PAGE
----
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Successful CAR T-cell therapy, racism in the NHS, low MMR rates and revolutionary cancer test for wo

First patients of pioneering CAR T-cell therapy ‘cured of cancer’

Two of the first human patients to be treated with a revolutionary therapy that engineers immune cells to target specific types of cancer still possess cancer-killing cells a decade later with no sign of their illness returning. The finding suggests CAR T-cell therapy constitutes a “cure” for certain blood cancers, although adapting it to treat solid tumours is proving more challenging.

CAR – chimeric antigen receptor – T-cell therapy works by genetically engineering an individual’s T-cells to recognise and destroy cancer cells. In the UK the therapy is approved for use in children and young adults with B-cell acute lymphoblastic leukaemia (ALL) and adults with certain types of lymphoma – both are blood cancers.

Prof Carl June, at the University of Pennsylvania in Philadelphia, said ““We call these cells a living therapy, but it was a big surprise to us that they are still able to kill cancer cells 10 years after infusion…We can’t say whether every last cancer cell was gone within three weeks [of treatment], or it could be that they keep coming up like whack-a-mole and then get killed, but we know that these [CAR T-cells] are on patrol. They persist and they are functional.”

Read the full story in The Guardian.

NHS ‘riddled with racism’ against ethnic minority doctors

A survey by the BMA has found that at least 75% of ethnic minority doctors experienced racism more than once in the last two years, while 17.4% said they regularly faced racism at work, the survey said.

Around 40% of the NHS’s 123,000 doctors are from minority backgrounds, compared to about 13.8% of the general population. Despite this, doctors from minority backgrounds said that there was a toxic “us versus them” culture in NHS trusts across the UK and that they had faced bogus or disproportionate complaints from colleagues, racist comments from superiors, and even physical assault in the workplace.

In response to the survey, NHS Medical Director of Primary Care Dr Nikki Kanani said racism and discrimination of any kind “should not be tolerated by anyone”. “While our latest equality report [in 2020] shows that we have made progress in some areas of the NHS, it is completely unacceptable for anyone to experience racism, discrimination or prejudice at work, and NHS organisations should continue to take a zero-tolerance approach to all and any form of discrimination.”

Read the full story in BBC News.

MMR vaccine rates in England at 10-year low

Since the start of the Covid-19 pandemic in March 2020, there has been “a significant drop” in the number of children getting MMR jabs and other childhood vaccines, UKHSA said. The UK Health Security Agency (UKHSA) and the NHS will launch a joint appeal on Tuesday urging parents and guardians to ensure their children have had their measles, mumps and rubella (MMR) vaccines – as well as other routine jabs – before starting school.

Between July and September last year, the most recent figures available, just 88.6% of children had had their first MMR dose by the age of two while only 85.5% had had both doses at the age of five. The World Health Organization (WHO) says 95% of children need to be vaccinated to keep measles away.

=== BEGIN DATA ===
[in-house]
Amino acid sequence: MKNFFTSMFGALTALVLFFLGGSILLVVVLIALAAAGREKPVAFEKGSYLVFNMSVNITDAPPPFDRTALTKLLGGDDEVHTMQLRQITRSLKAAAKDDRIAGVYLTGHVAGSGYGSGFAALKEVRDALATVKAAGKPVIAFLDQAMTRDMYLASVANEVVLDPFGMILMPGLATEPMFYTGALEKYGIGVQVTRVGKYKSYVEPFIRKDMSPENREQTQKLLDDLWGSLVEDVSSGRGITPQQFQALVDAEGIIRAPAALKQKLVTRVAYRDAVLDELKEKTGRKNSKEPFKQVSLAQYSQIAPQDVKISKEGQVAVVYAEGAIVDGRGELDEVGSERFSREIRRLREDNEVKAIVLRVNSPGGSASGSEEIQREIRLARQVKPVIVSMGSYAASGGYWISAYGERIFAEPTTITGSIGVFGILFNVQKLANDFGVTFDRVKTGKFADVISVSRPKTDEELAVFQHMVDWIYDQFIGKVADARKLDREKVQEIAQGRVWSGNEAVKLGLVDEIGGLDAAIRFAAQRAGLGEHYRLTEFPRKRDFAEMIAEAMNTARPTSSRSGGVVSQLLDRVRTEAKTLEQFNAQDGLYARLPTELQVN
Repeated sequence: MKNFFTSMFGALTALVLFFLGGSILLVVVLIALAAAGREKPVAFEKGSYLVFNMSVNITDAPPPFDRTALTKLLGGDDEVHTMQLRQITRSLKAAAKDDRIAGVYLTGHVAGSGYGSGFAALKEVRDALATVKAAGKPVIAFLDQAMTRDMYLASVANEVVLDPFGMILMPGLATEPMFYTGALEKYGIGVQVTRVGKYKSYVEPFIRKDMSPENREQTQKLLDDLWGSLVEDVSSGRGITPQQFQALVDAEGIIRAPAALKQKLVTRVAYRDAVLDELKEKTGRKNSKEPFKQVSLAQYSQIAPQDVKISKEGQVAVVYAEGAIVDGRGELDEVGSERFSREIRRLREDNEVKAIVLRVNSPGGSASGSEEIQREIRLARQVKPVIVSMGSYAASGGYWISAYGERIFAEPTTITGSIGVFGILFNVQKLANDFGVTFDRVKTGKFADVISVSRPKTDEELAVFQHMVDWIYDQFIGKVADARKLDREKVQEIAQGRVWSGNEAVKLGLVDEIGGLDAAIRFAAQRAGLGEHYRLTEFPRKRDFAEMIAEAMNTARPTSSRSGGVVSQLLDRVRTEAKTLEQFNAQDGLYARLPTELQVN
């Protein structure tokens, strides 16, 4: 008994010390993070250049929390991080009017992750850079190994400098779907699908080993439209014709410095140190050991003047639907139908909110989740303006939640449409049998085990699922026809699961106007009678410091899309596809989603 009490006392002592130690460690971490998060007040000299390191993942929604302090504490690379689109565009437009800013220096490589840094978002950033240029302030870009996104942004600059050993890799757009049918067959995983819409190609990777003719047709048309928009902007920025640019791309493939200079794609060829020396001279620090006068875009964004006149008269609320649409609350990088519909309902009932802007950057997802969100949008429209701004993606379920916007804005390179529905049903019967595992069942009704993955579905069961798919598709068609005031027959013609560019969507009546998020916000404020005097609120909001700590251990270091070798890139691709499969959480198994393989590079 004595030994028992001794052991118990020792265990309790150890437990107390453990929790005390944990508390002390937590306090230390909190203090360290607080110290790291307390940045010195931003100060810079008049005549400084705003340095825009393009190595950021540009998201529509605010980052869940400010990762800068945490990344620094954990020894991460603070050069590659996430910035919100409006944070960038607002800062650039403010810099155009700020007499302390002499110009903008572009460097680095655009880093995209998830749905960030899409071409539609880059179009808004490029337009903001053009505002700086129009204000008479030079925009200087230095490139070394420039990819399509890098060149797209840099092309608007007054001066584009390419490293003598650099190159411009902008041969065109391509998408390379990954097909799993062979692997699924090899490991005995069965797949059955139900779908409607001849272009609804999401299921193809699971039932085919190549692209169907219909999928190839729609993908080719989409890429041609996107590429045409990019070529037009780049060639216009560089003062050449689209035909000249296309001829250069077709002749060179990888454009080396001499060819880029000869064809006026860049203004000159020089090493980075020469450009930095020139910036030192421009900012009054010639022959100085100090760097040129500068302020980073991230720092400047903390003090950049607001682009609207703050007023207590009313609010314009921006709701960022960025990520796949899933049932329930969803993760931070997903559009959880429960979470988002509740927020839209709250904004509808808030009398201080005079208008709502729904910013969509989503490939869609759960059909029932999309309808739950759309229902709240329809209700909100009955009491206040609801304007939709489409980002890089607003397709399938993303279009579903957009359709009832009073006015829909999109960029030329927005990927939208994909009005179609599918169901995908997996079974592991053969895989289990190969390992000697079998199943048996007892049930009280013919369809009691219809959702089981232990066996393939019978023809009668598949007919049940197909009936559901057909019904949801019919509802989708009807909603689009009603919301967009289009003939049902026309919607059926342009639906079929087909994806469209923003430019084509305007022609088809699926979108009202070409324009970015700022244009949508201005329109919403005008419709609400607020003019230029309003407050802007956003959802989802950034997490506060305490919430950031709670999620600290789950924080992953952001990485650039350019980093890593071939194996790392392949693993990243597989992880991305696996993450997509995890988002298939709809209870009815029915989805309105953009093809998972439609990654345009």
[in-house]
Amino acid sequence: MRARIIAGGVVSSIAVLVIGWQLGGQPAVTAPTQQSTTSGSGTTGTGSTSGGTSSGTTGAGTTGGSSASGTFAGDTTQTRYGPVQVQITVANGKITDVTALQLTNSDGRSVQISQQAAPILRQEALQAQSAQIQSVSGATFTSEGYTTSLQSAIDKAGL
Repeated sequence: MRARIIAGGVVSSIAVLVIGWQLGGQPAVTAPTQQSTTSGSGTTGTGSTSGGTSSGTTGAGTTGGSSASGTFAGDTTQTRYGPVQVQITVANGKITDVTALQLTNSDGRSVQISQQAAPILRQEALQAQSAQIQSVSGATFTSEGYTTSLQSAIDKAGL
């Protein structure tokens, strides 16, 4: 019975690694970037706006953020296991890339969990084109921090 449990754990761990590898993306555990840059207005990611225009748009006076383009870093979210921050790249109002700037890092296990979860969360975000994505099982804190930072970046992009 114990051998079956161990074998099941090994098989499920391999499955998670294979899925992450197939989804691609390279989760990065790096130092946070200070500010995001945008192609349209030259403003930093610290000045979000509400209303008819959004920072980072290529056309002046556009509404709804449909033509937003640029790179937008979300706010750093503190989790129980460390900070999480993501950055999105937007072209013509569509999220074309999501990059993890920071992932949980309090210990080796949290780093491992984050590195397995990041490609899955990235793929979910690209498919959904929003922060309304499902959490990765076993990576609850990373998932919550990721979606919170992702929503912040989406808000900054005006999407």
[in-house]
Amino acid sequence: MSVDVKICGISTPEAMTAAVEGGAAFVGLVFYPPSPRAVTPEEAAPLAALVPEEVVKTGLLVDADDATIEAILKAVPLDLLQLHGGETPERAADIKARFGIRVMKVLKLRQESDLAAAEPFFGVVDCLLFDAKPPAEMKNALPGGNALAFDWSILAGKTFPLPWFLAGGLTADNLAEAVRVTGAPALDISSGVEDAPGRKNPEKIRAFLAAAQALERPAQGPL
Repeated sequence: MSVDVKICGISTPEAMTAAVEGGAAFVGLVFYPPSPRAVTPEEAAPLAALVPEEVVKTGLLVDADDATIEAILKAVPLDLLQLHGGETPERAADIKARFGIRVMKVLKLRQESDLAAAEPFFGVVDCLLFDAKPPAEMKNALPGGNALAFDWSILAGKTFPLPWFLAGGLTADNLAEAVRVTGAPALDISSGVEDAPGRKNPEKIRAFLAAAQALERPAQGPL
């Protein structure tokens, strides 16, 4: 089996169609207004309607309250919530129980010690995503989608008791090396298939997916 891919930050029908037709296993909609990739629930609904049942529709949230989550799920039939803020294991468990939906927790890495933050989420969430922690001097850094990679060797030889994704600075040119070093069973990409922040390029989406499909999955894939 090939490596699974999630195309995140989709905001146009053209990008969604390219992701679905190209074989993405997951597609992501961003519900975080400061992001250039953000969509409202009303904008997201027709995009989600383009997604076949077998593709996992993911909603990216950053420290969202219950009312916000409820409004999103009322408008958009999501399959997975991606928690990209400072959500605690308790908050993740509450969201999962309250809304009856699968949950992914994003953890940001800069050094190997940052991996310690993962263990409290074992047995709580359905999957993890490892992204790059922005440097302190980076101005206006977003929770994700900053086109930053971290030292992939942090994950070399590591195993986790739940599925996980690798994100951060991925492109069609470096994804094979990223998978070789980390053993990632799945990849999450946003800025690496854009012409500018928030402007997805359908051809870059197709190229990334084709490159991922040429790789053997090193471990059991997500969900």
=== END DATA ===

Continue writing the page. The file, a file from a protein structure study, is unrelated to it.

Prof Helen Bedford, professor of children’s health at the UCL Great Ormond Street Institute of Child Health said: “It is very worrying that more than one in 10 children are not fully protected against measles by the time they start school… here has been so much focus on Covid over the past two years, but we mustn’t forget about measles, which has not gone away.”

Read the full story in The Guardian.

Scientists developing test to detect risk of four cancers in women

New research suggests that a “revolutionary” new test could establish women’s risk of breast or ovarian cancer from a routine smear sample. The test looks for markers on the DNA of cervical cells that are linked to the development of cancer.

In a paper published this week, researchers found that this test, known as the women’s cancer risk identification test (WID-test), could identify up to 30 per cent more women at high risk of breast or ovarian cancer than current genetics-based tests. Those women could then be targeted for regular surveillance, risk-reducing surgery, or therapeutics, potentially preventing thousands of people a year from getting cancer.

Professor Martin Widschwendter of the University of Innsbruck and University College London said the test could track a woman through life to see “whether she is heading towards cancer”, allowing “a more personalised approach to cancer prevention and detection, where women will be screened, monitored or treated based on their individual, and changing, risk”. He said further trials would be needed to validate the initial findings in large numbers of women, but added: “We look forward to a future in which cancer screening is driven by better molecular tests that give women the option to take preventive measures at an early stage and journey away from cancer.”

Read the full story in The Times.


Quote of the week

As much of the country returns to normal life, many disabled people and their families are feeling abandoned and forgotten by local authorities because day-care centres have not re-opened to pre-pandemic levels. The parent of 33-year-old Alasdair Russell, who is severely physically disabled and suffers with learning difficulties said:

“No recognition of the impact of Covid has been made by the council on these adults at all…What was more important, having a life or being stuck at home, almost as if you’re in a prison day after day, and not understanding why? At the heart of it, we all feel that it’s cost-cutting measures.”

Read the full story in BBC News.


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